On the way back I stopped at the Aboriginal Culture Center in Sandimen.

It has exhibits, arts and crafts activities, and performances. $50 NT to enter.

Audience members await a performance.

The crafts area.

A street in Sandimen town.

I went back to Shuimen and had lunch. Plenty of cyclists on the many bike paths in the area.

Since I had no spare tube, I had to make a trip to Neipu town to grab a couple of spare tubes. I set off down 187 for a few kms of flatlanding....

A few stretches are quite nice.

Temple offerings.

Heading back to Shuimen.

One of the best things about the area is the constant presence of the mountains, which halt at the border of the plains like so many massive soldiers awaiting orders.

A religious procession along the way back to Shuimen.

A drummer passes the time as she waits for the procession to get moving.

I returned to the Taiwan Aboriginal Cultural Park above Shuimen town on Pingtung County Road 35 (Ping35) where I was to stay the night. The rooms were well appointed and the staff friendly. Alas, the restaurant closes at 6 so food can only be had in Shuimen town.

A bus driver catches a breather in the parking lot.

Like every police station in the area, this one on Ping35 right next to the park has everything a cyclist needs.

I walked around Shuimen town and took a few pictures. It's a moderately touristy town with a few cheap places to stay and one or two souvenir shops.

A river runs through it.

Waiting for customers.

Monday morning dawned even more impressively, warm and inviting. I put on my short sleeve shirt and rolled up Ping35 into Majia Township. My plan was to go in a few kilometers, and then turn around, move to my next hotel around lunch, and then ride 185 north to the border of Kaohsiung county.

Ping35 is an excellent road with fabulous views over Shuimen and Sandimen. The grade is steep to the top of the ridge and then quickly levels off to an easy slope above 600 meters. There are several attractions along the way, including a new leisure farm and aboriginal villages, including Majia itself.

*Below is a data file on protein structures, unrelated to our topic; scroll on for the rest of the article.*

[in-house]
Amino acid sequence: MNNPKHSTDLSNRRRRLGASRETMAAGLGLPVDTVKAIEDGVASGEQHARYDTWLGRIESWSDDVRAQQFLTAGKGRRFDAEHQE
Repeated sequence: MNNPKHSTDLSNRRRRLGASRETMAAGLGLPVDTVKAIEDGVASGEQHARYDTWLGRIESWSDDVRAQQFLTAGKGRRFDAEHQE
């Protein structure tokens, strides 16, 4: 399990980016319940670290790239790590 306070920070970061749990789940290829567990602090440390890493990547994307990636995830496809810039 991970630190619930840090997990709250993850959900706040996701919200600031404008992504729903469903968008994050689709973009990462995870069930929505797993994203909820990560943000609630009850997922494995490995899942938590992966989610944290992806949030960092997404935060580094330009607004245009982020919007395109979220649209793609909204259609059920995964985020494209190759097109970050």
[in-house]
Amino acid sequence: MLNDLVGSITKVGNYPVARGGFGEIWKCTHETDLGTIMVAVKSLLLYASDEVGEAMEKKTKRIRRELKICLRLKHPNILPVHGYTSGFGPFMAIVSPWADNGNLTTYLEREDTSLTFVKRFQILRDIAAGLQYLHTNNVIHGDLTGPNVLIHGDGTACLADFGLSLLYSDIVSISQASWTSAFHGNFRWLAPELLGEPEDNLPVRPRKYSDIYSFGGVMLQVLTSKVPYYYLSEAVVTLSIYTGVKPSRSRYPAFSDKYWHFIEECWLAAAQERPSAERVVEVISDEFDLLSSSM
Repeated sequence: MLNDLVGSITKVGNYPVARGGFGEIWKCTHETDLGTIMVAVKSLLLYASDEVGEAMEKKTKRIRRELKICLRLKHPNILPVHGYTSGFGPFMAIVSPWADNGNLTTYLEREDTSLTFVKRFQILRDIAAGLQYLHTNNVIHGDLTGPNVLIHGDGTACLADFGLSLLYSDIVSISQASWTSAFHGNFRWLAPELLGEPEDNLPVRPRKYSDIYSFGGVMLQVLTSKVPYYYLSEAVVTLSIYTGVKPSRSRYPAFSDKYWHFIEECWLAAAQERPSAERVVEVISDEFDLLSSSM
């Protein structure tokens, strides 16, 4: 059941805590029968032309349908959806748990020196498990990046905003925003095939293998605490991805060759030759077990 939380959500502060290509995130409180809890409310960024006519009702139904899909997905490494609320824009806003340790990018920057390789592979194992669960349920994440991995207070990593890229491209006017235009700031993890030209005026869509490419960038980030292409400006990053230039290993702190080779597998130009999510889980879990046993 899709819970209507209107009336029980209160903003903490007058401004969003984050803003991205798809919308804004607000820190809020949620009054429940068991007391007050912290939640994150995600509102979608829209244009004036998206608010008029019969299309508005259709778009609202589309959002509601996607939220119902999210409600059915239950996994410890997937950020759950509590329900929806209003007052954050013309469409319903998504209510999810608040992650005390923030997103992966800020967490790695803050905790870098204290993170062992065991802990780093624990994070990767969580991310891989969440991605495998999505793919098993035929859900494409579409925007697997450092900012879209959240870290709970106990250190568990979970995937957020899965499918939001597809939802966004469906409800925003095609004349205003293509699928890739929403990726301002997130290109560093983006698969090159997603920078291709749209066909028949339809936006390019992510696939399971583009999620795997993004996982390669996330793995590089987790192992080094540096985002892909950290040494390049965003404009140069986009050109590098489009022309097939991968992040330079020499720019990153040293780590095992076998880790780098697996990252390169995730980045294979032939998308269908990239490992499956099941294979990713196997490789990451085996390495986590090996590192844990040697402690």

Sandimen and beyond.

Taking a breather.

Shuimen town.

I think this is a resettlement village for refugees from the Morakot disaster in 2009.

A makeshift shrine by the roadside.


These plants were planted along the road the whole way.

Early morning spider.

About km 3 the road levels off and the views are excellent.

Good views to the east.

In the morning the road is busy with motorcyclists and cars going to and from the aboriginal villages higher up.

Slowly, my self-portraits are improving. Slowly.

A tiny spider waits patiently.

Pingtung's mountains are amazing and Ping35 is absolutely gorgeous. Highly recommended. You can stay at the Aboriginal Cultural Park (http://www.mazalu.com.tw/); Ping35 conveniently goes right past it.

Admiring the view.

I stopped to chat with a work crew and asked if I could take a picture with one of them. She was "volunteered". After we took the pic, she asked: "So what am I, your younger sister or older?" I cried in mock indignation: "Wife!" Everyone laughed and she grinned and punched me on the arm. The locals are incredibly friendly and welcoming, especially if you are on a bike.

Returning to Shuimen for lunch.

In the afternoon I headed out north on 185 after shifting to my new hotel. 185 heads north and then swings east toward the mountains before heading north again.

The opening section of 185 north is quite nice.

The road winds through banana and pineapple farms at the base of the mountains, with splendid views. It's a bit like riding on the east coast with the mountains right over your shoulder.